Today, many perceive the word homosexual to be a medical term, mainly because of the fact that from the late 19th century until the 1970s this expression was monopolised by the medical approach interpreting same-sex attraction to be a pathology, degeneration or illness. Still, it is important to remember that Kertbeny introduced the word homosexual in the course of the struggle for homosexuals’ rights in a surprisingly modern human rights argumentation.
Kertbeny did not seek biological arguments to use for the liberation of homosexuals, – i.e. a relatively small social group with limited power to further their own interests – instead, he made the point that the modern state should extend the principle of not intervening in the private lives of citizens to cover homosexuals, too:
“To prove innateness … is a dangerous double edged weapon. Let this riddle of nature be very interesting from the anthropological point of view. Legislation is not concerned whether this inclination is innate or not, legislation is only interested in the personal and social dangers associated with it … Therefore we would not win anything by proving innateness beyond a shadow of doubt. Instead we should convince our opponents – with precisely the same legal notions used by them – that they do not have anything at all to do with this inclination, be it innate or intentional, since the state does not have the right to intervene in anything that occurs between two consenting persons older than fourteen, which does not affect the public sphere, nor the rights of a third party.”
Looking back almost one and a half centuries we can state that the case made by Kertbeny helped a significant, modern social movement – the struggle against the discrimination of those who enjoy same-sex relationships – to emerge.
I believe that the inauguration of Kertbeny’s new tombstone today also serves to remind us – and others, too – of the importance of struggling against any form of unlawful social discrimination.
Today’s celebration honours Kertbeny – and all those who stand for the respect of human dignity. The fact that we are here, that this celebration could be realised is the mark of solidarity that can give us strength and of which we can rightly be proud. This pride does no harm, rather it brings us closer together. We thank and acknowledge all who dared and still dare to be proud!
My dear friends, I will read a short passage from Chapter 10 of The Books of Proverbs:
“Blessings are on the head of the righteous, but the mouth of the wicked conceals violence. The memory of the righteous is a blessing, but the name of the wicked will rot.”
We do not have to have great prophetic talents to grasp the meaning of this short passage. It is enough to look back to the recent or more distant past to see that dictators’ heads may be showing from the sand, the sands of oblivion, but the officers at the time were completely lost. The reason why this happens is that malevolence does not have and cannot have history, thanks to God, but only a supporting part goes to it, because the petty bourgeois’ means are limited.
As a Christian, I believe that we can repair what happened, that we can restore dignity to people who had it taken away. Here and now, personally, to Károly Kertbeny, but at some period of our lives, to all of us.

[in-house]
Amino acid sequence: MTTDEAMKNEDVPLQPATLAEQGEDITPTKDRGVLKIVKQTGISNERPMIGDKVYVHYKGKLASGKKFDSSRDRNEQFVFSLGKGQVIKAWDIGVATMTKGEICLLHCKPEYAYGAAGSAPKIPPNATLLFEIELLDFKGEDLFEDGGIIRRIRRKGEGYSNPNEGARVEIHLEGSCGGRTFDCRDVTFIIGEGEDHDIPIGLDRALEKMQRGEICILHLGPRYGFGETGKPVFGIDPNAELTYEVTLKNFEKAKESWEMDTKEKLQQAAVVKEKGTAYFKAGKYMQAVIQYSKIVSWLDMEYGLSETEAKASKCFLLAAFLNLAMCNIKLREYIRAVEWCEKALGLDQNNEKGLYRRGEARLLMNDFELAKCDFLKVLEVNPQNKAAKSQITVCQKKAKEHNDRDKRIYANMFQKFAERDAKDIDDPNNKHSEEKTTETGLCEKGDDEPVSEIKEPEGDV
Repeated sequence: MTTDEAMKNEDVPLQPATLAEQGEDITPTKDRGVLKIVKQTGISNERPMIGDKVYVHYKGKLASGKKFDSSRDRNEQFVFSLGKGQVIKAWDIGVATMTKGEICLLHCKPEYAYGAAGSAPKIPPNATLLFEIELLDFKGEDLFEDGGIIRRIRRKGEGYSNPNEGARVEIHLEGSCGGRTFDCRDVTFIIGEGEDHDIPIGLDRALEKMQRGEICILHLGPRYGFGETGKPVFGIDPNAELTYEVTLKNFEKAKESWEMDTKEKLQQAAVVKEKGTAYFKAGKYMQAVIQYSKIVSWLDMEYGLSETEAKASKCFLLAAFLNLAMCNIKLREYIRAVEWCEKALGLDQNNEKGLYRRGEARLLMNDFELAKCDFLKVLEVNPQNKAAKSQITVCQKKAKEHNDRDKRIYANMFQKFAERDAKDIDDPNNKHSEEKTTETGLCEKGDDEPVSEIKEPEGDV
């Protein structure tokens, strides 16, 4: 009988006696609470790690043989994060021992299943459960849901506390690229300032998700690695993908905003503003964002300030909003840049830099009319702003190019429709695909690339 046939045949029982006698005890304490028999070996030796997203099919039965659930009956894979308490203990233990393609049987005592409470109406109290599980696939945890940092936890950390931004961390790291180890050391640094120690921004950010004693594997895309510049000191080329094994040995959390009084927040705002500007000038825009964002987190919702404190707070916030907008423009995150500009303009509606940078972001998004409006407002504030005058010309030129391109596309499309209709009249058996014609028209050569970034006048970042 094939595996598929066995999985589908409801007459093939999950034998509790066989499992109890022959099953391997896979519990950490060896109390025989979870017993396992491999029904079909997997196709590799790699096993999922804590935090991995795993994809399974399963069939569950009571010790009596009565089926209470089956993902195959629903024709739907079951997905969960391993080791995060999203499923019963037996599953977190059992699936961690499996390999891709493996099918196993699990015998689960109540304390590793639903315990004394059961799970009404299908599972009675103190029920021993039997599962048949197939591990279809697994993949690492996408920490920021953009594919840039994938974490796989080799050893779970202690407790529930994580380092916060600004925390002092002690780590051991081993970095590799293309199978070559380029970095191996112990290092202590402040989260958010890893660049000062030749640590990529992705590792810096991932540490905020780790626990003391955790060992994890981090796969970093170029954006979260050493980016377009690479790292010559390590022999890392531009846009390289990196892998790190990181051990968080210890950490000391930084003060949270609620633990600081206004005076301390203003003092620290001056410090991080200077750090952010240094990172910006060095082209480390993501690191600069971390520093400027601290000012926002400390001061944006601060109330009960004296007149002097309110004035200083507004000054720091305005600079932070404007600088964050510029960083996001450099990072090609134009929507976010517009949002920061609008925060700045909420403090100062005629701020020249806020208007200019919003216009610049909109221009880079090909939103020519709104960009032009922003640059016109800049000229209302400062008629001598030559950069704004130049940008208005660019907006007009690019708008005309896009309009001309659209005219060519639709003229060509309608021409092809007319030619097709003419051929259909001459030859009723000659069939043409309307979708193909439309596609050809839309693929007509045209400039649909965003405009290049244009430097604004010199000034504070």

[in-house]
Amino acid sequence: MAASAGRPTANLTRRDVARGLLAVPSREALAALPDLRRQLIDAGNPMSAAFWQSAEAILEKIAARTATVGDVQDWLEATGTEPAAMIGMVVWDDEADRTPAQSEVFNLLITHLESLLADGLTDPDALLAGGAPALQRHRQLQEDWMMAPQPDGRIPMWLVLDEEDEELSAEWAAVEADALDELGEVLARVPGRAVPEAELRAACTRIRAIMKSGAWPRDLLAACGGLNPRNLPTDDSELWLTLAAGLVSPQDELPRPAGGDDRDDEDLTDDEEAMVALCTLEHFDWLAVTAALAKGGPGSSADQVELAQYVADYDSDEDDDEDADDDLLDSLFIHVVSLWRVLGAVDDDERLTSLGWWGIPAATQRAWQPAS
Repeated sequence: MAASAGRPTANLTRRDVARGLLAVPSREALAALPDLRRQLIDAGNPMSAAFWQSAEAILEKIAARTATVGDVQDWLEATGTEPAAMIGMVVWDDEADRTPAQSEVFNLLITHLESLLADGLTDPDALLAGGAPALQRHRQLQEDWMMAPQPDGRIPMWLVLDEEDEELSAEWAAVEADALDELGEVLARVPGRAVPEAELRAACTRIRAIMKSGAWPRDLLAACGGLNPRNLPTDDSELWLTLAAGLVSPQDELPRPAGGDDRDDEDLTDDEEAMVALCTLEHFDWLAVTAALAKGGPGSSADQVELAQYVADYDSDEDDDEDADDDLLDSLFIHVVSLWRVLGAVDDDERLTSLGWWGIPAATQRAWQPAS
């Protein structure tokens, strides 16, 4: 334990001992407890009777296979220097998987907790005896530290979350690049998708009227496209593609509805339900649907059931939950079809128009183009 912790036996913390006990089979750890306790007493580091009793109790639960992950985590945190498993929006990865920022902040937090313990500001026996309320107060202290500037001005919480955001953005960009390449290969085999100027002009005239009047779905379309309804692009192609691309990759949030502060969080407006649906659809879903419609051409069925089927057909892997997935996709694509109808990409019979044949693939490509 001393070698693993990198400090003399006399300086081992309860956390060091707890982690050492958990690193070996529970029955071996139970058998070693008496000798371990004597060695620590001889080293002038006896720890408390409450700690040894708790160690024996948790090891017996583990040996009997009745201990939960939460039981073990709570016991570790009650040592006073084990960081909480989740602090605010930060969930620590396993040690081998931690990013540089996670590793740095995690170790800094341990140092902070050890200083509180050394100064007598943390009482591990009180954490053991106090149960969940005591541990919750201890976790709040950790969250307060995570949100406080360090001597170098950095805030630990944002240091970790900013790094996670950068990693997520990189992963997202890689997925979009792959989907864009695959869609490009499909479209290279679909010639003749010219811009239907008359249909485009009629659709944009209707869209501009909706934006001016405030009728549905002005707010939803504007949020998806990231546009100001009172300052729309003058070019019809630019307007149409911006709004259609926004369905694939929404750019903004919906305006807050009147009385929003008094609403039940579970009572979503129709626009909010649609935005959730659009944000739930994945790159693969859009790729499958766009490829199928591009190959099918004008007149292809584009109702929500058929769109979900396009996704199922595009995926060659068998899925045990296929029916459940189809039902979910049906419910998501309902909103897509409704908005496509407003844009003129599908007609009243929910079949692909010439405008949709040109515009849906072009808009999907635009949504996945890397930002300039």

János Pilinszky [Hungarian poet], a few days before his death, in one of his last letters or maybe in his last one, wrote as follows: “I don’t care about my death. It would be best if they swept me into the earth naked. At the same time I perfectly understand that we keep the graves of our living ones tidy. It is they who now live, and we, dying to some degree, are blended with their ashes.”
I believe that life has its direction, meaning and worth. I believe that each drop of blood and each teardrop matters; that life’s meaning can be found in John’s good news, which says: “Deus caritas est”, that is, “God is love.” That is why we do not bless a block of marble, or a tomb, but in his ashes, we bless Károly Kertbeny himself, because the memory of the righteous is a blessing indeed.
[Blessing in Hebrew]
The Lord bless you and keep you; the Lord make his face to shine upon you, and be gracious to you; the Lord lift up his countenance upon you, and give you peace. Amen.
May the holy sign of our Lord Jesus Christ’s cross be upon you; the Saviour has saved you in this sign, and we have our salvation in this sign.
Now we ask those sharing in our faith to say collectively the prayer that Jesus Christ left to us.
Our Father in heaven, hallowed be your name. Your kingdom come. Your will be done, on earth as in heaven. Give us today our daily bread. Forgive us our sins, as we forgive those who sin against us. Lead us not into temptation, but deliver us from evil. For the kingdom, the power, and the glory are yours now and for ever. Amen.
May peace be with you.
*: especially works of Sándor Petőfi and Mór Jókai – the website editor, quoted from the Hungarian version back
Sándor Petőfi and János Pilinszky are Hungarian poets and writers, Mór Jókai and Ferenc Móra are Hungarian novelists, and Lajos Hatvany is a Hungarian writer and literary historian.
Further sources about their lives, works and places in Hungarian literature: